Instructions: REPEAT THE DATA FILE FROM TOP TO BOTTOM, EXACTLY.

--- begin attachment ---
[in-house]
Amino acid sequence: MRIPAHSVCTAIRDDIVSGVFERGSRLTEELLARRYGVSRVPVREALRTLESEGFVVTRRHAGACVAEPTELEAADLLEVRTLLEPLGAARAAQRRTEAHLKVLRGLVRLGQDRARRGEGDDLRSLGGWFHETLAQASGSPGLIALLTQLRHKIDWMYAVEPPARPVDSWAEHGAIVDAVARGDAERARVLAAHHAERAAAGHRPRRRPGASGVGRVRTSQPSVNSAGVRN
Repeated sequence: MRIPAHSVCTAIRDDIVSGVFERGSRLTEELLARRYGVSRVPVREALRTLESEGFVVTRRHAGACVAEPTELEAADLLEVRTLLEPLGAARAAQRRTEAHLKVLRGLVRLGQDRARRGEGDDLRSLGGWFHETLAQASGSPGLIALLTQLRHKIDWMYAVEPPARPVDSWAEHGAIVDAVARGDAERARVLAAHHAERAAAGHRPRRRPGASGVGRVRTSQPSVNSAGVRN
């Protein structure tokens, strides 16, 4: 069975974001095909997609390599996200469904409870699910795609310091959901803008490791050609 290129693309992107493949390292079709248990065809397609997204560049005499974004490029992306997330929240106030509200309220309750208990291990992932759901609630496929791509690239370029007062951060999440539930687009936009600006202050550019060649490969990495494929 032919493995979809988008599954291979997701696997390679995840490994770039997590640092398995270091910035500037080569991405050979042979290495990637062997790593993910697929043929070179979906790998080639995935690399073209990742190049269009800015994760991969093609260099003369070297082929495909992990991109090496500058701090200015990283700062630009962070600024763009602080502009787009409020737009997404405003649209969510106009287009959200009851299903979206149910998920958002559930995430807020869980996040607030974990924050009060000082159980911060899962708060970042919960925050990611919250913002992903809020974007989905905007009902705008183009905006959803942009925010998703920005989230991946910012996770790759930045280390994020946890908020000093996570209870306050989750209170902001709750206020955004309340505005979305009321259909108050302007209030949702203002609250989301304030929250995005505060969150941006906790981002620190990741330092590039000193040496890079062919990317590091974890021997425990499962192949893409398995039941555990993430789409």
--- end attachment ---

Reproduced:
[in-house]
Amino acid sequence: MRIPAHSVCTAIRDDIVSGVFERGSRLTEELLARRYGVSRVPVREALRTLESEGFVVTRRHAGACVAEPTELEAADLLEVRTLLEPLGAARAAQRRTEAHLKVLRGLVRLGQDRARRGEGDDLRSLGGWFHETLAQASGSPGLIALLTQLRHKIDWMYAVEPPARPVDSWAEHGAIVDAVARGDAERARVLAAHHAERAAAGHRPRRRPGASGVGRVRTSQPSVNSAGVRN
Repeated sequence: MRIPAHSVCTAIRDDIVSGVFERGSRLTEELLARRYGVSRVPVREALRTLESEGFVVTRRHAGACVAEPTELEAADLLEVRTLLEPLGAARAAQRRTEAHLKVLRGLVRLGQDRARRGEGDDLRSLGGWFHETLAQASGSPGLIALLTQLRHKIDWMYAVEPPARPVDSWAEHGAIVDAVARGDAERARVLAAHHAERAAAGHRPRRRPGASGVGRVRTSQPSVNSAGVRN
């Protein structure tokens, strides 16, 4: 069975974001095909997609390599996200469904409870699910795609310091959901803008490791050609 290129693309992107493949390292079709248990065809397609997204560049005499974004490029992306997330929240106030509200309220309750208990291990992932759901609630496929791509690239370029007062951060999440539930687009936009600006202050550019060649490969990495494929 032919493995979809988008599954291979997701696997390679995840490994770039997590640092398995270091910035500037080569991405050979042979290495990637062997790593993910697929043929070179979906790998080639995935690399073209990742190049269009800015994760991969093609260099003369070297082929495909992990991109090496500058701090200015990283700062630009962070600024763009602080502009787009409020737009997404405003649209969510106009287009959200009851299903979206149910998920958002559930995430807020869980996040607030974990924050009060000082159980911060899962708060970042919960925050990611919250913002992903809020974007989905905007009902705008183009905006959803942009925010998703920005989230991946910012996770790759930045280390994020946890908020000093996570209870306050989750209170902001709750206020955004309340505005979305009321259909108050302007209030949702203002609250989301304030929250995005505060969150941006906790981002620190990741330092590039000193040496890079062919990317590091974890021997425990499962192949893409398995039941555990993430789409």